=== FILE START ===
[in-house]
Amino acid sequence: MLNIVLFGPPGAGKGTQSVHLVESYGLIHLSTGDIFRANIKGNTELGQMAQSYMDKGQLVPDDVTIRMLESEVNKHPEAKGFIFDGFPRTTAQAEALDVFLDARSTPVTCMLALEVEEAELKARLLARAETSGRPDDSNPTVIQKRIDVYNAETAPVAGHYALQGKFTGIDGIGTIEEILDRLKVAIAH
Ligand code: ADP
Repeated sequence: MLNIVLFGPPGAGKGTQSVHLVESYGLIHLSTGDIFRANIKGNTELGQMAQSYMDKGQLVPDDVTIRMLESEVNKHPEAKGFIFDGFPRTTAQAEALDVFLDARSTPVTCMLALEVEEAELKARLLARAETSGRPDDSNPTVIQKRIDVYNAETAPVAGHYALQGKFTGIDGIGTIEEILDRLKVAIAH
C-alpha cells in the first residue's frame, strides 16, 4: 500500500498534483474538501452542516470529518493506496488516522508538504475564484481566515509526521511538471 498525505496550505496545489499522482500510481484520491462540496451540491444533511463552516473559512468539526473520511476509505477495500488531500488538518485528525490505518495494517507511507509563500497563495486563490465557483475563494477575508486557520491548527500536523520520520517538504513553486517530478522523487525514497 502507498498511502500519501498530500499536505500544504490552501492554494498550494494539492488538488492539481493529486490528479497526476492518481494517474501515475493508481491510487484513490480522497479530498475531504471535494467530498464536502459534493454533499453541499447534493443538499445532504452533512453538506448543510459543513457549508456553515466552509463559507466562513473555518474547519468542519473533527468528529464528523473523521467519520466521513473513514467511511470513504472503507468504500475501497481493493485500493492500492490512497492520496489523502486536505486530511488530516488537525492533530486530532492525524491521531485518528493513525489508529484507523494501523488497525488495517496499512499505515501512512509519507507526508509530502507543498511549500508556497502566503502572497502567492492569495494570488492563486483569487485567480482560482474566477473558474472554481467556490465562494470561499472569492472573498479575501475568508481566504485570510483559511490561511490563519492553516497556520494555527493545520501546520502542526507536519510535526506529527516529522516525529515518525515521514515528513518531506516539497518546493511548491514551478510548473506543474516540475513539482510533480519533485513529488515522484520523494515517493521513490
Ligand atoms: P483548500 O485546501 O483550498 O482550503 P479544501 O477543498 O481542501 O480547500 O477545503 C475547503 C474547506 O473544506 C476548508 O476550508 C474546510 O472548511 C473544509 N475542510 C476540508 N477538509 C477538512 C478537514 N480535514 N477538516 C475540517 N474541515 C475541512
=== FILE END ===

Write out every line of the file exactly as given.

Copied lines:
[in-house]
Amino acid sequence: MLNIVLFGPPGAGKGTQSVHLVESYGLIHLSTGDIFRANIKGNTELGQMAQSYMDKGQLVPDDVTIRMLESEVNKHPEAKGFIFDGFPRTTAQAEALDVFLDARSTPVTCMLALEVEEAELKARLLARAETSGRPDDSNPTVIQKRIDVYNAETAPVAGHYALQGKFTGIDGIGTIEEILDRLKVAIAH
Ligand code: ADP
Repeated sequence: MLNIVLFGPPGAGKGTQSVHLVESYGLIHLSTGDIFRANIKGNTELGQMAQSYMDKGQLVPDDVTIRMLESEVNKHPEAKGFIFDGFPRTTAQAEALDVFLDARSTPVTCMLALEVEEAELKARLLARAETSGRPDDSNPTVIQKRIDVYNAETAPVAGHYALQGKFTGIDGIGTIEEILDRLKVAIAH
C-alpha cells in the first residue's frame, strides 16, 4: 500500500498534483474538501452542516470529518493506496488516522508538504475564484481566515509526521511538471 498525505496550505496545489499522482500510481484520491462540496451540491444533511463552516473559512468539526473520511476509505477495500488531500488538518485528525490505518495494517507511507509563500497563495486563490465557483475563494477575508486557520491548527500536523520520520517538504513553486517530478522523487525514497 502507498498511502500519501498530500499536505500544504490552501492554494498550494494539492488538488492539481493529486490528479497526476492518481494517474501515475493508481491510487484513490480522497479530498475531504471535494467530498464536502459534493454533499453541499447534493443538499445532504452533512453538506448543510459543513457549508456553515466552509463559507466562513473555518474547519468542519473533527468528529464528523473523521467519520466521513473513514467511511470513504472503507468504500475501497481493493485500493492500492490512497492520496489523502486536505486530511488530516488537525492533530486530532492525524491521531485518528493513525489508529484507523494501523488497525488495517496499512499505515501512512509519507507526508509530502507543498511549500508556497502566503502572497502567492492569495494570488492563486483569487485567480482560482474566477473558474472554481467556490465562494470561499472569492472573498479575501475568508481566504485570510483559511490561511490563519492553516497556520494555527493545520501546520502542526507536519510535526506529527516529522516525529515518525515521514515528513518531506516539497518546493511548491514551478510548473506543474516540475513539482510533480519533485513529488515522484520523494515517493521513490
Ligand atoms: P483548500 O485546501 O483550498 O482550503 P479544501 O477543498 O481542501 O480547500 O477545503 C475547503 C474547506 O473544506 C476548508 O476550508 C474546510 O472548511 C473544509 N475542510 C476540508 N477538509 C477538512 C478537514 N480535514 N477538516 C475540517 N474541515 C475541512